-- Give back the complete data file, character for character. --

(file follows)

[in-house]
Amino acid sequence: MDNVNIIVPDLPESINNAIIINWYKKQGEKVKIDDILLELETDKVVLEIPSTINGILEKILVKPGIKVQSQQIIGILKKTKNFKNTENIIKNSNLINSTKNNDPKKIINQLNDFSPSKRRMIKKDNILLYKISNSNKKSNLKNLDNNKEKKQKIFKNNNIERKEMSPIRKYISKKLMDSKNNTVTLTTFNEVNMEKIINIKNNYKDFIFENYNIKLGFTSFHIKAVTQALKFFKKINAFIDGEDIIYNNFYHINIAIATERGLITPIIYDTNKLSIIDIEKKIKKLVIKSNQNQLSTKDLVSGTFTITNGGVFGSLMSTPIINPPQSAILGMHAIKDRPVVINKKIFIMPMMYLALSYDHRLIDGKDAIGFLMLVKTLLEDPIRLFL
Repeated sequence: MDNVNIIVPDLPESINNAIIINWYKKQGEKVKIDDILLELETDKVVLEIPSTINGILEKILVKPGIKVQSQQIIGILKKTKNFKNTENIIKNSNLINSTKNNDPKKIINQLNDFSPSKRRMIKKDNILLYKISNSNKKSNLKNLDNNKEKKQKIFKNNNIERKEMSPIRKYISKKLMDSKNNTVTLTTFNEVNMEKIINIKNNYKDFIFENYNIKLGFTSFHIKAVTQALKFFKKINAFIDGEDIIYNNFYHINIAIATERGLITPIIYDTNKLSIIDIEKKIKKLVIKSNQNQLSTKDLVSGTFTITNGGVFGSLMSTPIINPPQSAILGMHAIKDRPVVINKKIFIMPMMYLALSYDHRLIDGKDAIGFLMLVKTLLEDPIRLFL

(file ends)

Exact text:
[in-house]
Amino acid sequence: MDNVNIIVPDLPESINNAIIINWYKKQGEKVKIDDILLELETDKVVLEIPSTINGILEKILVKPGIKVQSQQIIGILKKTKNFKNTENIIKNSNLINSTKNNDPKKIINQLNDFSPSKRRMIKKDNILLYKISNSNKKSNLKNLDNNKEKKQKIFKNNNIERKEMSPIRKYISKKLMDSKNNTVTLTTFNEVNMEKIINIKNNYKDFIFENYNIKLGFTSFHIKAVTQALKFFKKINAFIDGEDIIYNNFYHINIAIATERGLITPIIYDTNKLSIIDIEKKIKKLVIKSNQNQLSTKDLVSGTFTITNGGVFGSLMSTPIINPPQSAILGMHAIKDRPVVINKKIFIMPMMYLALSYDHRLIDGKDAIGFLMLVKTLLEDPIRLFL
Repeated sequence: MDNVNIIVPDLPESINNAIIINWYKKQGEKVKIDDILLELETDKVVLEIPSTINGILEKILVKPGIKVQSQQIIGILKKTKNFKNTENIIKNSNLINSTKNNDPKKIINQLNDFSPSKRRMIKKDNILLYKISNSNKKSNLKNLDNNKEKKQKIFKNNNIERKEMSPIRKYISKKLMDSKNNTVTLTTFNEVNMEKIINIKNNYKDFIFENYNIKLGFTSFHIKAVTQALKFFKKINAFIDGEDIIYNNFYHINIAIATERGLITPIIYDTNKLSIIDIEKKIKKLVIKSNQNQLSTKDLVSGTFTITNGGVFGSLMSTPIINPPQSAILGMHAIKDRPVVINKKIFIMPMMYLALSYDHRLIDGKDAIGFLMLVKTLLEDPIRLFL